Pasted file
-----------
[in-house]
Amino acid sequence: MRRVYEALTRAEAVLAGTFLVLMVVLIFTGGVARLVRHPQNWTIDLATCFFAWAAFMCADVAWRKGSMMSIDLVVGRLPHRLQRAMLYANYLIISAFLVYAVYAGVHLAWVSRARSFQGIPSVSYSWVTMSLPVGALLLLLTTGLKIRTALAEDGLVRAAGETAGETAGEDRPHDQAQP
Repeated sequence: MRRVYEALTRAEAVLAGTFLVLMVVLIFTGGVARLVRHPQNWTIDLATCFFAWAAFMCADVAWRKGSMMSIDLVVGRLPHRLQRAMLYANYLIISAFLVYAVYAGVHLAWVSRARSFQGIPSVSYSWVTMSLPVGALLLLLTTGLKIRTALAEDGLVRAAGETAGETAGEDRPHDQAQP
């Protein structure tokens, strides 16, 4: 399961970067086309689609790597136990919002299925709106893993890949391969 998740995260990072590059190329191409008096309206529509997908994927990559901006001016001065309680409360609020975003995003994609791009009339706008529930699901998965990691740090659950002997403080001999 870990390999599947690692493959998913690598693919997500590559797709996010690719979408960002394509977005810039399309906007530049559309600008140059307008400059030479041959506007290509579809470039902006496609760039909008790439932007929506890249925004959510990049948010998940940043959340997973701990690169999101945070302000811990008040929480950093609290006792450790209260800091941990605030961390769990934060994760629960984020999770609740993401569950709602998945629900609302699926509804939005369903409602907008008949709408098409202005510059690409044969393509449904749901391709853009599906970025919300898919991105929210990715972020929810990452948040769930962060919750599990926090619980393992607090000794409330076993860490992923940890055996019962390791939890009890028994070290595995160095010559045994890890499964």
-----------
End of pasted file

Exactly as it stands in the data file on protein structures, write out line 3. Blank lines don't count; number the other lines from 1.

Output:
Repeated sequence: MRRVYEALTRAEAVLAGTFLVLMVVLIFTGGVARLVRHPQNWTIDLATCFFAWAAFMCADVAWRKGSMMSIDLVVGRLPHRLQRAMLYANYLIISAFLVYAVYAGVHLAWVSRARSFQGIPSVSYSWVTMSLPVGALLLLLTTGLKIRTALAEDGLVRAAGETAGETAGEDRPHDQAQP